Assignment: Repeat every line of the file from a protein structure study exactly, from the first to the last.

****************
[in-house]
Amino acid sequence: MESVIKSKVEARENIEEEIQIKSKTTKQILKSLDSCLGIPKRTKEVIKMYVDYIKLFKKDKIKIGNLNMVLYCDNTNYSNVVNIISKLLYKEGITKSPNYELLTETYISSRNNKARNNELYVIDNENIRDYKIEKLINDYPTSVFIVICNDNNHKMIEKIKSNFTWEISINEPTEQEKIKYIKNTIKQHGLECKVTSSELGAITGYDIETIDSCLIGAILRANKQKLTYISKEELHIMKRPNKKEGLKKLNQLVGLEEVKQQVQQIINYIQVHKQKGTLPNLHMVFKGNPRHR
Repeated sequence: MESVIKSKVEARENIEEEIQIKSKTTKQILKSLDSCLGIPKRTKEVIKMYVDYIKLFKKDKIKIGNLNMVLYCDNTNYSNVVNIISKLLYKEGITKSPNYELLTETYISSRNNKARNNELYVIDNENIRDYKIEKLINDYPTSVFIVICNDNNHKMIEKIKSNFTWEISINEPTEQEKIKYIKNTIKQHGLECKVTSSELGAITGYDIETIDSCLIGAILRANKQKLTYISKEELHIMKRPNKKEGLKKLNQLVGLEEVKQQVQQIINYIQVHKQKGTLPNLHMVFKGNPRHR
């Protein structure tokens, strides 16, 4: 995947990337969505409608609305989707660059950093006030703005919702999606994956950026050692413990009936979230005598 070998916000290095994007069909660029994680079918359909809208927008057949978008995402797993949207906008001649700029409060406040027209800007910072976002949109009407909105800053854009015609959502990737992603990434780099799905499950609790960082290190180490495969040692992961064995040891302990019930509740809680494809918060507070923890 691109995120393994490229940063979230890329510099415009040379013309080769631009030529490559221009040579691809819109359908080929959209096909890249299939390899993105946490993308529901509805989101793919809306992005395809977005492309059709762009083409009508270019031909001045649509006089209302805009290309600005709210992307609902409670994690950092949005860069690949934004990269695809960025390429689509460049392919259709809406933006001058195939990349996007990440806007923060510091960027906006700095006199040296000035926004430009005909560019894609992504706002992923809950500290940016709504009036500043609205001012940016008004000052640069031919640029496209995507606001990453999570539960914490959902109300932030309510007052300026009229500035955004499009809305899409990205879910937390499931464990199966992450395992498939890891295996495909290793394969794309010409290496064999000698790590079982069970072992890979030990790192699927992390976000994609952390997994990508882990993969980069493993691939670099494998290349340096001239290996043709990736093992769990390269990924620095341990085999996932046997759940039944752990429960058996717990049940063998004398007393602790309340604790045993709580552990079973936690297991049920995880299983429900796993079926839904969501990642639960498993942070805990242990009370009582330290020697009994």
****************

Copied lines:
[in-house]
Amino acid sequence: MESVIKSKVEARENIEEEIQIKSKTTKQILKSLDSCLGIPKRTKEVIKMYVDYIKLFKKDKIKIGNLNMVLYCDNTNYSNVVNIISKLLYKEGITKSPNYELLTETYISSRNNKARNNELYVIDNENIRDYKIEKLINDYPTSVFIVICNDNNHKMIEKIKSNFTWEISINEPTEQEKIKYIKNTIKQHGLECKVTSSELGAITGYDIETIDSCLIGAILRANKQKLTYISKEELHIMKRPNKKEGLKKLNQLVGLEEVKQQVQQIINYIQVHKQKGTLPNLHMVFKGNPRHR
Repeated sequence: MESVIKSKVEARENIEEEIQIKSKTTKQILKSLDSCLGIPKRTKEVIKMYVDYIKLFKKDKIKIGNLNMVLYCDNTNYSNVVNIISKLLYKEGITKSPNYELLTETYISSRNNKARNNELYVIDNENIRDYKIEKLINDYPTSVFIVICNDNNHKMIEKIKSNFTWEISINEPTEQEKIKYIKNTIKQHGLECKVTSSELGAITGYDIETIDSCLIGAILRANKQKLTYISKEELHIMKRPNKKEGLKKLNQLVGLEEVKQQVQQIINYIQVHKQKGTLPNLHMVFKGNPRHR
């Protein structure tokens, strides 16, 4: 995947990337969505409608609305989707660059950093006030703005919702999606994956950026050692413990009936979230005598 070998916000290095994007069909660029994680079918359909809208927008057949978008995402797993949207906008001649700029409060406040027209800007910072976002949109009407909105800053854009015609959502990737992603990434780099799905499950609790960082290190180490495969040692992961064995040891302990019930509740809680494809918060507070923890 691109995120393994490229940063979230890329510099415009040379013309080769631009030529490559221009040579691809819109359908080929959209096909890249299939390899993105946490993308529901509805989101793919809306992005395809977005492309059709762009083409009508270019031909001045649509006089209302805009290309600005709210992307609902409670994690950092949005860069690949934004990269695809960025390429689509460049392919259709809406933006001058195939990349996007990440806007923060510091960027906006700095006199040296000035926004430009005909560019894609992504706002992923809950500290940016709504009036500043609205001012940016008004000052640069031919640029496209995507606001990453999570539960914490959902109300932030309510007052300026009229500035955004499009809305899409990205879910937390499931464990199966992450395992498939890891295996495909290793394969794309010409290496064999000698790590079982069970072992890979030990790192699927992390976000994609952390997994990508882990993969980069493993691939670099494998290349340096001239290996043709990736093992769990390269990924620095341990085999996932046997759940039944752990429960058996717990049940063998004398007393602790309340604790045993709580552990079973936690297991049920995880299983429900796993079926839904969501990642639960498993942070805990242990009370009582330290020697009994």